At the time, boy bands and bubblegum pop like NSYNC, Britney Spears, and Aaron Carter were all the rage. West Coast rap was an anti-conformist sound unlike anything else. Important messages about police brutality, injustice, and emotional turmoil were heard by a larger audience. The snapbacks were a key part of this new sound and style, and with their wide brim and large logo, they brought a significant amount of attention to these artists and their work. Not only that, but they also brought attention to the areas were these issues were rampant, most notably Compton. Of course, the caps weren’t limited to just the West Coast. Many hip hop artists on the East Coast, like Notorious B.I.G. and Mobb Deep, also wore these hats during concerts and promotional events. The hats were produced by the New Era Cap Company and were seen everywhere in the 90s, from Will Smith’s wardrobe in the hit show “The Fresh Prince of Bel-Air” to Tupac Shakur’s starring role in the movie Poetic Justice.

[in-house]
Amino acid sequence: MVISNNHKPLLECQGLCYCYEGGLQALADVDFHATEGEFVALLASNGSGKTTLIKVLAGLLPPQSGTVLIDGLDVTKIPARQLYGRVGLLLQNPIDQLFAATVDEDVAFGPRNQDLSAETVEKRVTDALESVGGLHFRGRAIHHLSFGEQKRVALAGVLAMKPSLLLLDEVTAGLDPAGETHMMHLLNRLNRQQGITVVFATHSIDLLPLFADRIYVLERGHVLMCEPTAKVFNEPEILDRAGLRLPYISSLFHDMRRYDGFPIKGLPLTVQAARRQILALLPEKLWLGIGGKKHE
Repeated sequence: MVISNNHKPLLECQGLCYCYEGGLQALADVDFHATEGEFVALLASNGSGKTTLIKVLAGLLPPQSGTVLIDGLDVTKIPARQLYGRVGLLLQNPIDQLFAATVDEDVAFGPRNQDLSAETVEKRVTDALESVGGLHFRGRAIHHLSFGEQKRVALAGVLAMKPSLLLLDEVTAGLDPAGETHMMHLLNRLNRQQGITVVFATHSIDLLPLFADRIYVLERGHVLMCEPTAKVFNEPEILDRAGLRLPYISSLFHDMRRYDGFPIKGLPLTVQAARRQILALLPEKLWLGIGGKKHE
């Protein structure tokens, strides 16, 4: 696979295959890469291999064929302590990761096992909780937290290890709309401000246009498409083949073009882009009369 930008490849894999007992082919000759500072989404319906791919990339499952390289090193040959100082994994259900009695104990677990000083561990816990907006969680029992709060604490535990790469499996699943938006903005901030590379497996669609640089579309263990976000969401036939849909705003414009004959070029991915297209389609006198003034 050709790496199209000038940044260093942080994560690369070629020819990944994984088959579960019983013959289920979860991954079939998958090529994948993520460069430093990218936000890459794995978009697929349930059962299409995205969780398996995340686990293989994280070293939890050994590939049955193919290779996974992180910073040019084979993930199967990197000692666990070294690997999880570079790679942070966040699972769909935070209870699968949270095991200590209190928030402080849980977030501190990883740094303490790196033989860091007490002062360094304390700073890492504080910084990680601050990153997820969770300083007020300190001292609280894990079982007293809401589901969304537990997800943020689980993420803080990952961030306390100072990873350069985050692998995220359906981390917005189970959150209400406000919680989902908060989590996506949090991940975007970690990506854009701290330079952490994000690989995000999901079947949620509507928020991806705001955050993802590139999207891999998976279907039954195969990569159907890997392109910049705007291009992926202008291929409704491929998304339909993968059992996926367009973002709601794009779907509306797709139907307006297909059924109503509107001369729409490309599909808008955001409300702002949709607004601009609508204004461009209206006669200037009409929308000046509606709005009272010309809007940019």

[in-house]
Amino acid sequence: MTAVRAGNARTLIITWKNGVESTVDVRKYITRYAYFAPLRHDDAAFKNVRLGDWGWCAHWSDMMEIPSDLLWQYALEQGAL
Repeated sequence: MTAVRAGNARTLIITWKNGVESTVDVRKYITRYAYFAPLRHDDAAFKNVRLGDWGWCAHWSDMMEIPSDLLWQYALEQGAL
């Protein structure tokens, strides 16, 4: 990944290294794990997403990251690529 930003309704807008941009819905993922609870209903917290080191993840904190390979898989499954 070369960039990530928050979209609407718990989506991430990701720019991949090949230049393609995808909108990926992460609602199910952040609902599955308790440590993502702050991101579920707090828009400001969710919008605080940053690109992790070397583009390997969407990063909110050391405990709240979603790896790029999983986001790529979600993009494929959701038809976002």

Today, the New Era Cap Company is still selling snapbacks, but they have expanded their audience. In 2017, they signed a deal with Disney to print Mickey Mouse snapbacks featuring the iconic mouse. These hats work as promotional products just as they did in the 90s, only this time bringing more attention to the Disney brand. Either way, these snapbacks show how powerful promos can be when it comes to establishing an identity and changing culture.
If you sell a drink, especially one geared toward athletes, it only makes sense to offer promotional water bottles as well. That’s just what Gatorade thought in 1989 when they started making green bottles with orange lids featuring their trademark logo. The first squeeze bottles were used right where Gatorade got its start, with the Gators at the University of Florida.